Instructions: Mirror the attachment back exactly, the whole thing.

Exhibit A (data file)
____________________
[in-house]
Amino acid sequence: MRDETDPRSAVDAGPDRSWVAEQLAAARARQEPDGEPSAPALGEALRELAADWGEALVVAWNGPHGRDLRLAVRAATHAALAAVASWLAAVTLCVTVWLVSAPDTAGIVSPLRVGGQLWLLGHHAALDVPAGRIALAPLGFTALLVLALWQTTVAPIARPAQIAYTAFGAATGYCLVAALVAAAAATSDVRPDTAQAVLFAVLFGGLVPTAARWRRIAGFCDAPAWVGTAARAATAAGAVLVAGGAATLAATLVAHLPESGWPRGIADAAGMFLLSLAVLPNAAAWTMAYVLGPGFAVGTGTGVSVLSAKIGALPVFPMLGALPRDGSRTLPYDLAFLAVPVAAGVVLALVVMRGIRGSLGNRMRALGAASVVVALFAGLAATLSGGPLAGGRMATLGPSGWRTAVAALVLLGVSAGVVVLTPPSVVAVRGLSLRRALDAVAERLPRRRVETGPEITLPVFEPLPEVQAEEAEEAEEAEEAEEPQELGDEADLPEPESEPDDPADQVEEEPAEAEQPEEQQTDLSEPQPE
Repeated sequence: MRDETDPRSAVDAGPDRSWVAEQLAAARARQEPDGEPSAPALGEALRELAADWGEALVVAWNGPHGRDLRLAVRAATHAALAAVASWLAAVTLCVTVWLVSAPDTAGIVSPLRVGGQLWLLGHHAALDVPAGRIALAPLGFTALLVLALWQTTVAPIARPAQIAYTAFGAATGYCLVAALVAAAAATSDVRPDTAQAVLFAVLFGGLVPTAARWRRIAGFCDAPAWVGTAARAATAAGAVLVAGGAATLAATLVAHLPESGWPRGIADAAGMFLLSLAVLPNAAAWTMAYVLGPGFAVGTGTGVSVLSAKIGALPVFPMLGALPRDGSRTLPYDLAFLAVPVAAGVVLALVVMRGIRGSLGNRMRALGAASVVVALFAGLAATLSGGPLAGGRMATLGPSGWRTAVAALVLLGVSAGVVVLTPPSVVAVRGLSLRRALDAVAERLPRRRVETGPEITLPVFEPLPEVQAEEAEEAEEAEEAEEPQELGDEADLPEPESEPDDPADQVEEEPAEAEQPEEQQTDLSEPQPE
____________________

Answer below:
[in-house]
Amino acid sequence: MRDETDPRSAVDAGPDRSWVAEQLAAARARQEPDGEPSAPALGEALRELAADWGEALVVAWNGPHGRDLRLAVRAATHAALAAVASWLAAVTLCVTVWLVSAPDTAGIVSPLRVGGQLWLLGHHAALDVPAGRIALAPLGFTALLVLALWQTTVAPIARPAQIAYTAFGAATGYCLVAALVAAAAATSDVRPDTAQAVLFAVLFGGLVPTAARWRRIAGFCDAPAWVGTAARAATAAGAVLVAGGAATLAATLVAHLPESGWPRGIADAAGMFLLSLAVLPNAAAWTMAYVLGPGFAVGTGTGVSVLSAKIGALPVFPMLGALPRDGSRTLPYDLAFLAVPVAAGVVLALVVMRGIRGSLGNRMRALGAASVVVALFAGLAATLSGGPLAGGRMATLGPSGWRTAVAALVLLGVSAGVVVLTPPSVVAVRGLSLRRALDAVAERLPRRRVETGPEITLPVFEPLPEVQAEEAEEAEEAEEAEEPQELGDEADLPEPESEPDDPADQVEEEPAEAEQPEEQQTDLSEPQPE
Repeated sequence: MRDETDPRSAVDAGPDRSWVAEQLAAARARQEPDGEPSAPALGEALRELAADWGEALVVAWNGPHGRDLRLAVRAATHAALAAVASWLAAVTLCVTVWLVSAPDTAGIVSPLRVGGQLWLLGHHAALDVPAGRIALAPLGFTALLVLALWQTTVAPIARPAQIAYTAFGAATGYCLVAALVAAAAATSDVRPDTAQAVLFAVLFGGLVPTAARWRRIAGFCDAPAWVGTAARAATAAGAVLVAGGAATLAATLVAHLPESGWPRGIADAAGMFLLSLAVLPNAAAWTMAYVLGPGFAVGTGTGVSVLSAKIGALPVFPMLGALPRDGSRTLPYDLAFLAVPVAAGVVLALVVMRGIRGSLGNRMRALGAASVVVALFAGLAATLSGGPLAGGRMATLGPSGWRTAVAALVLLGVSAGVVVLTPPSVVAVRGLSLRRALDAVAERLPRRRVETGPEITLPVFEPLPEVQAEEAEEAEEAEEAEEPQELGDEADLPEPESEPDDPADQVEEEPAEAEQPEEQQTDLSEPQPE